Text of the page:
Possible Mars Mission 'Showstopper': Vision Risks for Astronauts

A mission to Mars could take a toll on astronauts' bodies, including their eyes. (Image credit: ESA)

Mars may possess a stark and austere beauty, but a manned Red Planet mission will likely not be easy on the eyes.

Recently, scientists have begun realizing that spaceflight can cause serious and perhaps permanent vision problems in astronauts. NASA researchers are working hard to understand the issue, which could present a major hurdle to mounting manned missions to Mars and other faraway destinations.

"This is one that we don't yet have a good handle on, and it can be a showstopper," Mark Shelhamer, chief scientist for the NASA Human Research Program at Johnson Space Center in Houston, said last week during a presentation with the agency's Future In-Space Operations (FISO) working group. [The Human Body in Space: 6 Weird Facts]

Another peril of microgravity

The human body suffers in the microgravity environment of space. For example, without effective countermeasures — i.e., vigorous weight-bearing exercise — astronauts' muscles atrophy and their bones shed calcium, becoming more and more brittle over time.

Spaceflight can also affect the eyes. Researchers have known this for decades, but they're just now beginning to appreciate the gravity of the situation.

"Over the last 40 years there have been reports of visual acuity impairments associated with spaceflight through testing and anecdotal reports," a 2012 NASA report about spaceflight-related vision problems states. "Until recently, these changes were thought to be transient, but a comparison of pre- and postflight ocular measures have identified a potential risk of permanent visual changes as a result of microgravity exposure."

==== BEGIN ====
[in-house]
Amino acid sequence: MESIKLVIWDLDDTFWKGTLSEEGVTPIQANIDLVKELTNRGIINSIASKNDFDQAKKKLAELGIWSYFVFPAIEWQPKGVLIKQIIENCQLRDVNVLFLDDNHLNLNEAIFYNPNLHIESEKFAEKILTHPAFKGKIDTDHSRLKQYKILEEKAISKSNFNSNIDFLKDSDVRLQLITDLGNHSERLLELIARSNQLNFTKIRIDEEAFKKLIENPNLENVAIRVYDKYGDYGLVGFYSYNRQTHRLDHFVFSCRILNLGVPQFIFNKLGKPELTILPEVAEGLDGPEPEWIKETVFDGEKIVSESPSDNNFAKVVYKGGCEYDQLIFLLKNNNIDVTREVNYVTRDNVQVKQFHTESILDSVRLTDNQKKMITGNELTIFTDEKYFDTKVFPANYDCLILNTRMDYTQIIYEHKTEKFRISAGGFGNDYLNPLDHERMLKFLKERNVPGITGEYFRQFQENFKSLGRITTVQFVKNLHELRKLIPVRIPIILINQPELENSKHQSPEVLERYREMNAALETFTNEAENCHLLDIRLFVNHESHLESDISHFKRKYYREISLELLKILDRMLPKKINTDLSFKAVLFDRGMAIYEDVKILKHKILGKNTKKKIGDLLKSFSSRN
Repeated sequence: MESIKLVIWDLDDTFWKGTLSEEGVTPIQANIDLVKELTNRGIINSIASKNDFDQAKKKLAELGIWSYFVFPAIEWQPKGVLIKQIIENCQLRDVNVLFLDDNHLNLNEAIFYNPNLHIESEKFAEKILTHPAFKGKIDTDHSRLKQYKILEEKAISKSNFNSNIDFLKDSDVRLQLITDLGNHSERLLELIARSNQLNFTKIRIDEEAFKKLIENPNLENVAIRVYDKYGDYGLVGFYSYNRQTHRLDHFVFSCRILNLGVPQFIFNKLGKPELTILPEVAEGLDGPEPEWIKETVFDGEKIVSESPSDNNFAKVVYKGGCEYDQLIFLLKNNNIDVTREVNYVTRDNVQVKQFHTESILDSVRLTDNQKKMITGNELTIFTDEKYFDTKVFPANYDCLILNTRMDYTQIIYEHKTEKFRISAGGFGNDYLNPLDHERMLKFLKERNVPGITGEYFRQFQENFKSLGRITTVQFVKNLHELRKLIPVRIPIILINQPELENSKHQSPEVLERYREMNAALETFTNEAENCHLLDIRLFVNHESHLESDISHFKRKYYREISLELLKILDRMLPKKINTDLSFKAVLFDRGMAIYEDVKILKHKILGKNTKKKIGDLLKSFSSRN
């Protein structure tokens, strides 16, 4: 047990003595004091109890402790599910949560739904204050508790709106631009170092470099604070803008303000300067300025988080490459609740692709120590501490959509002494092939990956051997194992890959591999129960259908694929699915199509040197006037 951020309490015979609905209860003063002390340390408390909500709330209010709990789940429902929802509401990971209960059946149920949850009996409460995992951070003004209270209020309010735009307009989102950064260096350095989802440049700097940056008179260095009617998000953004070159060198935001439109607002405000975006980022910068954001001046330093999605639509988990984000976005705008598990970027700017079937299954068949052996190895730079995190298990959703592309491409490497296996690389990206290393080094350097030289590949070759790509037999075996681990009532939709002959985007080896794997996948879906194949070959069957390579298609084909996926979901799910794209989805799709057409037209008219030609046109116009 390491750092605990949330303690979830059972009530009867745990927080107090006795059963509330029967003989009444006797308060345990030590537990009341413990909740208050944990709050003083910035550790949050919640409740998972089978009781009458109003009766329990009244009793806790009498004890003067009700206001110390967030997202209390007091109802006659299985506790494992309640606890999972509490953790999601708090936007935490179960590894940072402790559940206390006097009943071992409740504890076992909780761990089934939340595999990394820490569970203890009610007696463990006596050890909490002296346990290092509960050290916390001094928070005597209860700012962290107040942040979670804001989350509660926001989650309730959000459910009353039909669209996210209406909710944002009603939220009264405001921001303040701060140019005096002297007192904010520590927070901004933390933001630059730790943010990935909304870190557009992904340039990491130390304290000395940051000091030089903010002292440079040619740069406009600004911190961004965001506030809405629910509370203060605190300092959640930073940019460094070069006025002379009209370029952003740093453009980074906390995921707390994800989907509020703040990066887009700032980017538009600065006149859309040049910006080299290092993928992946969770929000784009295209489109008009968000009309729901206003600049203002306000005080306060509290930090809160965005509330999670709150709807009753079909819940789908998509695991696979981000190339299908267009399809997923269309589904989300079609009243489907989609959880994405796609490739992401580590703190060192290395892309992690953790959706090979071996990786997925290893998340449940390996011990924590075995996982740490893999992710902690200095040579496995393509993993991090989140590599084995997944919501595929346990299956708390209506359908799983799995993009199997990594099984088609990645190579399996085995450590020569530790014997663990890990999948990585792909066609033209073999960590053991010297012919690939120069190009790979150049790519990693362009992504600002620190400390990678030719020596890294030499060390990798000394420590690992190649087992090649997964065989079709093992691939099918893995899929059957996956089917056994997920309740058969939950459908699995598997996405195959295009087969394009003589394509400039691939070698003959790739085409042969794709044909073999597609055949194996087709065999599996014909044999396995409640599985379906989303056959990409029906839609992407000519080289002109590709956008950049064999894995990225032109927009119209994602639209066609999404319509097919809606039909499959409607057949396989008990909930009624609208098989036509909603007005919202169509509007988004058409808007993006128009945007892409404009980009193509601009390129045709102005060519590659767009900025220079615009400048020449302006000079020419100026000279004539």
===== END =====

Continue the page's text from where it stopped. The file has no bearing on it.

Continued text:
The problem is not confined to just a few isolated individuals, either. Postflight examinations performed on about 300 American astronauts since 1989 showed that 29 percent of space shuttle crewmembers (who flew two-week missions) and 60 percent of International Space Station astronauts (who typically spend five or six months in orbit) experienced a degradation of visual acuity, according to a report published this year by the U.S. National Academy of Sciences.

Though they don't yet know for sure, researchers think these eye problems stem primarily from an increase in pressure inside the skull. Cerebrospinal fluid flows into the head more in space than it does on Earth, where gravity pulls it down toward the lower body.

"That increased pressure of cerebrospinal fluid, which surrounds the brain, works its way down the sheath of the optic nerve and pushes on the back of the eyeball," Shelhamer said during his FISO presentation.

Loss of visual acuity and other problems can result from this scenario, which researchers call VIIP (Visual Impairment/Intracranial Pressure). And the issues can persist for long periods after astronauts touch down, Shelhamer said.